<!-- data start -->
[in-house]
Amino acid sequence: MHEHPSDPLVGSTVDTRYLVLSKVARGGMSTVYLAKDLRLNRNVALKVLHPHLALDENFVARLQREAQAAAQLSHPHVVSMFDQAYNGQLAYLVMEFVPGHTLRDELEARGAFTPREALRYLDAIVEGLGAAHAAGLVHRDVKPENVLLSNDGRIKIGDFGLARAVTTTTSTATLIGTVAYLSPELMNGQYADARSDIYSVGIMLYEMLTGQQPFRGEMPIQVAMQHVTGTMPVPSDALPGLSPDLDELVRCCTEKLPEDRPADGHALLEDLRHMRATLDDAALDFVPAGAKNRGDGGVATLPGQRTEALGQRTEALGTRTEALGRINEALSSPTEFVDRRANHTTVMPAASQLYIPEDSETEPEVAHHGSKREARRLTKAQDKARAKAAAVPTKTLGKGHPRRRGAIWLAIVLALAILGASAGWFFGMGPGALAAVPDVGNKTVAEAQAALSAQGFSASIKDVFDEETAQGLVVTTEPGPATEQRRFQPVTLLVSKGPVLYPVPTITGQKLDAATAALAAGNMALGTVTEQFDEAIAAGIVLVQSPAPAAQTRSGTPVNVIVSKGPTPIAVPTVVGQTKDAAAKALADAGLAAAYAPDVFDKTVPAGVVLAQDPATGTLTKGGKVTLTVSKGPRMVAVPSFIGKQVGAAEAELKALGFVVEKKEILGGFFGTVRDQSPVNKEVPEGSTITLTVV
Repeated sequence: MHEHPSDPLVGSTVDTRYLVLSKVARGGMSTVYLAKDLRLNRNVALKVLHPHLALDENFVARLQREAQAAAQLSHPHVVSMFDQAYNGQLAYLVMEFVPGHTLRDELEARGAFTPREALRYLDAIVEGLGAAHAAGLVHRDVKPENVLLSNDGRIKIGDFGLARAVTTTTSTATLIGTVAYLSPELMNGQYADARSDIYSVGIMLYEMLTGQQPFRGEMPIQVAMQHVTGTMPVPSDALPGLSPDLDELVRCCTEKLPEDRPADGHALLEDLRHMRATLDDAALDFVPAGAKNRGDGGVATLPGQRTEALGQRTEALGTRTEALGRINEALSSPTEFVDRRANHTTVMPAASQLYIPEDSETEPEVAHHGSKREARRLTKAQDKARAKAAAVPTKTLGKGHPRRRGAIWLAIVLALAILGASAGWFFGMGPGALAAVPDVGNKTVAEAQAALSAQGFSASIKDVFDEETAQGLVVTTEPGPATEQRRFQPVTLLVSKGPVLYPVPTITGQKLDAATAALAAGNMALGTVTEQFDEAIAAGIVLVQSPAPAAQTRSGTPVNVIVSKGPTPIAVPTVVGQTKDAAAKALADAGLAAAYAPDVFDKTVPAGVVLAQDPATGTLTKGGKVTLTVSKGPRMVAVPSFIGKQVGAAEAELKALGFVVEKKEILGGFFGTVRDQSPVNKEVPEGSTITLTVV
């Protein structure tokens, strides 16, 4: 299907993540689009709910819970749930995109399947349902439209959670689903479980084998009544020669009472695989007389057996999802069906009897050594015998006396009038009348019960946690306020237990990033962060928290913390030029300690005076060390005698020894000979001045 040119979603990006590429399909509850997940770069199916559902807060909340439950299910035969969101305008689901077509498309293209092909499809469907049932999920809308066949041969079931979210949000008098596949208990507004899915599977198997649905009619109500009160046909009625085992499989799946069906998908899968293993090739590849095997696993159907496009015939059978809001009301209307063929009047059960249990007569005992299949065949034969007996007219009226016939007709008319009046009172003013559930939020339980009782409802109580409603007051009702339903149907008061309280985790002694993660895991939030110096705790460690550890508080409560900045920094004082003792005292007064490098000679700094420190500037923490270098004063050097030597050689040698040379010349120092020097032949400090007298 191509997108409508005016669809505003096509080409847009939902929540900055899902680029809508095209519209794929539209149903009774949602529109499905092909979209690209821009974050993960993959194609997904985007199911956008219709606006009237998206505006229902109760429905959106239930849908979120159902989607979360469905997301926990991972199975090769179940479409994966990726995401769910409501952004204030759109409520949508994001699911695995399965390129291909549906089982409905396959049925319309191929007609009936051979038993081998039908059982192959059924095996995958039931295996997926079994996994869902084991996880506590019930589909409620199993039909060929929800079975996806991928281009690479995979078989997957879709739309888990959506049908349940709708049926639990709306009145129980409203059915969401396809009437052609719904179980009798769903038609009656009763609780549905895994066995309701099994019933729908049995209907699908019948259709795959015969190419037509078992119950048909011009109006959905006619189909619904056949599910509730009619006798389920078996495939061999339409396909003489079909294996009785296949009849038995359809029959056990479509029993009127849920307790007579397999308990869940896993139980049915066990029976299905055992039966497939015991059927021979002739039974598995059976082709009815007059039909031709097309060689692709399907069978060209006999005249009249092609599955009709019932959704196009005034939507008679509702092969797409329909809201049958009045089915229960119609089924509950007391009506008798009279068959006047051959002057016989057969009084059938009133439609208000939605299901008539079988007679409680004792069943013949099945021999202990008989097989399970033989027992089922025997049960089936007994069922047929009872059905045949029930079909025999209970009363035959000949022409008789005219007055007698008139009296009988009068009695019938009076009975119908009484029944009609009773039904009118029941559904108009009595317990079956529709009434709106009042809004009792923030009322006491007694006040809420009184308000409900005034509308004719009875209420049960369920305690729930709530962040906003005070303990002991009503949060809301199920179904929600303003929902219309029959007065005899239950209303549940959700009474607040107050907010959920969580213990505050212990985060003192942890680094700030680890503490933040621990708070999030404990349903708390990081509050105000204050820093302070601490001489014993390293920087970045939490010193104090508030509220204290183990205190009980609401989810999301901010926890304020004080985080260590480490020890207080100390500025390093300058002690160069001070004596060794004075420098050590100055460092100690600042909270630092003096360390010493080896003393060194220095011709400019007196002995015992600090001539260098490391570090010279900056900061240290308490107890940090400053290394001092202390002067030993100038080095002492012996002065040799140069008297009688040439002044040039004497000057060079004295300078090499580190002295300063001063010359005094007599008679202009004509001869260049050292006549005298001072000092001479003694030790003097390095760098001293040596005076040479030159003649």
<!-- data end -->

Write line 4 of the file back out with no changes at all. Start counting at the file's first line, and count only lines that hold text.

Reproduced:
């Protein structure tokens, strides 16, 4: 299907993540689009709910819970749930995109399947349902439209959670689903479980084998009544020669009472695989007389057996999802069906009897050594015998006396009038009348019960946690306020237990990033962060928290913390030029300690005076060390005698020894000979001045 040119979603990006590429399909509850997940770069199916559902807060909340439950299910035969969101305008689901077509498309293209092909499809469907049932999920809308066949041969079931979210949000008098596949208990507004899915599977198997649905009619109500009160046909009625085992499989799946069906998908899968293993090739590849095997696993159907496009015939059978809001009301209307063929009047059960249990007569005992299949065949034969007996007219009226016939007709008319009046009172003013559930939020339980009782409802109580409603007051009702339903149907008061309280985790002694993660895991939030110096705790460690550890508080409560900045920094004082003792005292007064490098000679700094420190500037923490270098004063050097030597050689040698040379010349120092020097032949400090007298 191509997108409508005016669809505003096509080409847009939902929540900055899902680029809508095209519209794929539209149903009774949602529109499905092909979209690209821009974050993960993959194609997904985007199911956008219709606006009237998206505006229902109760429905959106239930849908979120159902989607979360469905997301926990991972199975090769179940479409994966990726995401769910409501952004204030759109409520949508994001699911695995399965390129291909549906089982409905396959049925319309191929007609009936051979038993081998039908059982192959059924095996995958039931295996997926079994996994869902084991996880506590019930589909409620199993039909060929929800079975996806991928281009690479995979078989997957879709739309888990959506049908349940709708049926639990709306009145129980409203059915969401396809009437052609719904179980009798769903038609009656009763609780549905895994066995309701099994019933729908049995209907699908019948259709795959015969190419037509078992119950048909011009109006959905006619189909619904056949599910509730009619006798389920078996495939061999339409396909003489079909294996009785296949009849038995359809029959056990479509029993009127849920307790007579397999308990869940896993139980049915066990029976299905055992039966497939015991059927021979002739039974598995059976082709009815007059039909031709097309060689692709399907069978060209006999005249009249092609599955009709019932959704196009005034939507008679509702092969797409329909809201049958009045089915229960119609089924509950007391009506008798009279068959006047051959002057016989057969009084059938009133439609208000939605299901008539079988007679409680004792069943013949099945021999202990008989097989399970033989027992089922025997049960089936007994069922047929009872059905045949029930079909025999209970009363035959000949022409008789005219007055007698008139009296009988009068009695019938009076009975119908009484029944009609009773039904009118029941559904108009009595317990079956529709009434709106009042809004009792923030009322006491007694006040809420009184308000409900005034509308004719009875209420049960369920305690729930709530962040906003005070303990002991009503949060809301199920179904929600303003929902219309029959007065005899239950209303549940959700009474607040107050907010959920969580213990505050212990985060003192942890680094700030680890503490933040621990708070999030404990349903708390990081509050105000204050820093302070601490001489014993390293920087970045939490010193104090508030509220204290183990205190009980609401989810999301901010926890304020004080985080260590480490020890207080100390500025390093300058002690160069001070004596060794004075420098050590100055460092100690600042909270630092003096360390010493080896003393060194220095011709400019007196002995015992600090001539260098490391570090010279900056900061240290308490107890940090400053290394001092202390002067030993100038080095002492012996002065040799140069008297009688040439002044040039004497000057060079004295300078090499580190002295300063001063010359005094007599008679202009004509001869260049050292006549005298001072000092001479003694030790003097390095760098001293040596005076040479030159003649």